Four reasons to take a child to see A Wrinkle in Time: 1. They display a keen interest in physics. 2. They’ve read the book. 3. They don’t frighten easily. 4. You hate them. More thought went into Disney’s United Colors of Benetton approach to casting than to hammering out a cohesive throughline in the ever-shifting narrative. “Visionary” director Ava DuVernay’s concept of getting inside a character’s mind translates into keeping the camera so close that Tarzan could pluck a nostril hair and swing across the screen. And while I’m generally a sucker for imaginative art direction, the Technicolor gargle of overflorid hues on display here barely sticks to the screen, let alone to the memory. Surely there must be something positive to say about the production, but thoughts of an Attack of the 50-foot Oprah sequel notwithstanding, calling this an incomprehensible mess would be a compliment. Add to this the frustration brought on by sound effects that drown out crucial dialog passages, and the only thing you’ll take away from the experience is a wrinkle in your ass.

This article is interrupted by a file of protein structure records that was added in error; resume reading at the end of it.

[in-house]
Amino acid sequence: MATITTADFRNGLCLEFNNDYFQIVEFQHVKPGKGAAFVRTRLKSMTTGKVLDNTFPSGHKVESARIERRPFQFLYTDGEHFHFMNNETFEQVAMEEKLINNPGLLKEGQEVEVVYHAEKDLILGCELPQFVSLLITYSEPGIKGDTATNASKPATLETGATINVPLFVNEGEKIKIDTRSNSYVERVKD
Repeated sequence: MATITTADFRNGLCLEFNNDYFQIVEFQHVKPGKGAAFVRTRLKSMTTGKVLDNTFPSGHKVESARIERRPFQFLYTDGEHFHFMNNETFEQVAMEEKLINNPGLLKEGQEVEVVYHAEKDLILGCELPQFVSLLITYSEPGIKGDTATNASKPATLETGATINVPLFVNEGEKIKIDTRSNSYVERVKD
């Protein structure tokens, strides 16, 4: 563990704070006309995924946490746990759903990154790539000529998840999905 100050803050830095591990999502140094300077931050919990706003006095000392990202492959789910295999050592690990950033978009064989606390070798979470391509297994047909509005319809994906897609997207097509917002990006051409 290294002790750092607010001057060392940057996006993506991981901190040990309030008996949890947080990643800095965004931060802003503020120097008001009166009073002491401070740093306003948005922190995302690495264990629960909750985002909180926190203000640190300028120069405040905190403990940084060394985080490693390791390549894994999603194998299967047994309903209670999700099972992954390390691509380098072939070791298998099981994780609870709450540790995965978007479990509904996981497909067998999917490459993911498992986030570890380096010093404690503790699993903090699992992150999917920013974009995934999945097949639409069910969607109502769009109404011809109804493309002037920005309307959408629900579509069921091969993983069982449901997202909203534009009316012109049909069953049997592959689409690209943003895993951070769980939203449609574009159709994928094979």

Length: 1 hour, 49 minutes